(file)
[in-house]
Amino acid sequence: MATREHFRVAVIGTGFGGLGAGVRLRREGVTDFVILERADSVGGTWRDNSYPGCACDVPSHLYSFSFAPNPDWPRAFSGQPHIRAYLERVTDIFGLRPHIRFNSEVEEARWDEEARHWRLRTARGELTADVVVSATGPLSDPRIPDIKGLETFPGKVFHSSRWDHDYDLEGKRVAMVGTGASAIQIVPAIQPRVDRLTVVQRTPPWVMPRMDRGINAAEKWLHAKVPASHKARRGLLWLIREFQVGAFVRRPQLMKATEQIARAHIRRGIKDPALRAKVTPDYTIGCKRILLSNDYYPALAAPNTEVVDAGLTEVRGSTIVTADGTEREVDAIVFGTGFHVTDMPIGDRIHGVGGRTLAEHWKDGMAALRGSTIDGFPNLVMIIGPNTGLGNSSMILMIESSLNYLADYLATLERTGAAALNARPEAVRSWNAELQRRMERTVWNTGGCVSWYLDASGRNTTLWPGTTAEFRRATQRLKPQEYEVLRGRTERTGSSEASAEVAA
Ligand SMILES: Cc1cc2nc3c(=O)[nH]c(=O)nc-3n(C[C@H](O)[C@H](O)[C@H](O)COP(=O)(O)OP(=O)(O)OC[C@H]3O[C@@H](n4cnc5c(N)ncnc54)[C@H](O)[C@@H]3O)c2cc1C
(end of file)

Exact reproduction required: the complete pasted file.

[in-house]
Amino acid sequence: MATREHFRVAVIGTGFGGLGAGVRLRREGVTDFVILERADSVGGTWRDNSYPGCACDVPSHLYSFSFAPNPDWPRAFSGQPHIRAYLERVTDIFGLRPHIRFNSEVEEARWDEEARHWRLRTARGELTADVVVSATGPLSDPRIPDIKGLETFPGKVFHSSRWDHDYDLEGKRVAMVGTGASAIQIVPAIQPRVDRLTVVQRTPPWVMPRMDRGINAAEKWLHAKVPASHKARRGLLWLIREFQVGAFVRRPQLMKATEQIARAHIRRGIKDPALRAKVTPDYTIGCKRILLSNDYYPALAAPNTEVVDAGLTEVRGSTIVTADGTEREVDAIVFGTGFHVTDMPIGDRIHGVGGRTLAEHWKDGMAALRGSTIDGFPNLVMIIGPNTGLGNSSMILMIESSLNYLADYLATLERTGAAALNARPEAVRSWNAELQRRMERTVWNTGGCVSWYLDASGRNTTLWPGTTAEFRRATQRLKPQEYEVLRGRTERTGSSEASAEVAA
Ligand SMILES: Cc1cc2nc3c(=O)[nH]c(=O)nc-3n(C[C@H](O)[C@H](O)[C@H](O)COP(=O)(O)OP(=O)(O)OC[C@H]3O[C@@H](n4cnc5c(N)ncnc54)[C@H](O)[C@@H]3O)c2cc1C